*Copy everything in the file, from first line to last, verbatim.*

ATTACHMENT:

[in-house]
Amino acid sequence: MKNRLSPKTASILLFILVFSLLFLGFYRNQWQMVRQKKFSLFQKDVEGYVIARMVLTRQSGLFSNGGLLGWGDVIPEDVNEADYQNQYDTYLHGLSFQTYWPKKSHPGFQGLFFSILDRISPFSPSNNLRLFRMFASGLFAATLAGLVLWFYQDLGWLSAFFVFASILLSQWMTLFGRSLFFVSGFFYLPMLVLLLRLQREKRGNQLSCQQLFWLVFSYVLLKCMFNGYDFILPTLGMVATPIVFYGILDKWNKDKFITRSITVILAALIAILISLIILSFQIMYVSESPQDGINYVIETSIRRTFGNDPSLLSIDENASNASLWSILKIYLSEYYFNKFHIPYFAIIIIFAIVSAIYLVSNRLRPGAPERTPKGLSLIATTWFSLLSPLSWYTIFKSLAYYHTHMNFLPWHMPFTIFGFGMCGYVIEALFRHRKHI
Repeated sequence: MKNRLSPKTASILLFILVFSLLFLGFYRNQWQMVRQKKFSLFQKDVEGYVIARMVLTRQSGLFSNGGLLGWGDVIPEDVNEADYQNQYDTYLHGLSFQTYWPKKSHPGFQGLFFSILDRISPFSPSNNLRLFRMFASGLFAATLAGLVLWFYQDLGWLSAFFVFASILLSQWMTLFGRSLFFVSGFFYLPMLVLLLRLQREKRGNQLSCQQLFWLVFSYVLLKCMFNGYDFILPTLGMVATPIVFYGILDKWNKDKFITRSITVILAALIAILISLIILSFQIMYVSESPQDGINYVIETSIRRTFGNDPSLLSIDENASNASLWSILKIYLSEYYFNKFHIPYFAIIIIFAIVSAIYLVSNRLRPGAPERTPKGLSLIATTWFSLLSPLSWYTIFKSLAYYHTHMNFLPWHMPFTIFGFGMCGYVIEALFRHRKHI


[in-house]
Amino acid sequence: MKNRLSPKTASILLFILVFSLLFLGFYRNQWQMVRQKKFSLFQKDVEGYVIARMVLTRQSGLFSNGGLLGWGDVIPEDVNEADYQNQYDTYLHGLSFQTYWPKKSHPGFQGLFFSILDRISPFSPSNNLRLFRMFASGLFAATLAGLVLWFYQDLGWLSAFFVFASILLSQWMTLFGRSLFFVSGFFYLPMLVLLLRLQREKRGNQLSCQQLFWLVFSYVLLKCMFNGYDFILPTLGMVATPIVFYGILDKWNKDKFITRSITVILAALIAILISLIILSFQIMYVSESPQDGINYVIETSIRRTFGNDPSLLSIDENASNASLWSILKIYLSEYYFNKFHIPYFAIIIIFAIVSAIYLVSNRLRPGAPERTPKGLSLIATTWFSLLSPLSWYTIFKSLAYYHTHMNFLPWHMPFTIFGFGMCGYVIEALFRHRKHI
Repeated sequence: MKNRLSPKTASILLFILVFSLLFLGFYRNQWQMVRQKKFSLFQKDVEGYVIARMVLTRQSGLFSNGGLLGWGDVIPEDVNEADYQNQYDTYLHGLSFQTYWPKKSHPGFQGLFFSILDRISPFSPSNNLRLFRMFASGLFAATLAGLVLWFYQDLGWLSAFFVFASILLSQWMTLFGRSLFFVSGFFYLPMLVLLLRLQREKRGNQLSCQQLFWLVFSYVLLKCMFNGYDFILPTLGMVATPIVFYGILDKWNKDKFITRSITVILAALIAILISLIILSFQIMYVSESPQDGINYVIETSIRRTFGNDPSLLSIDENASNASLWSILKIYLSEYYFNKFHIPYFAIIIIFAIVSAIYLVSNRLRPGAPERTPKGLSLIATTWFSLLSPLSWYTIFKSLAYYHTHMNFLPWHMPFTIFGFGMCGYVIEALFRHRKHI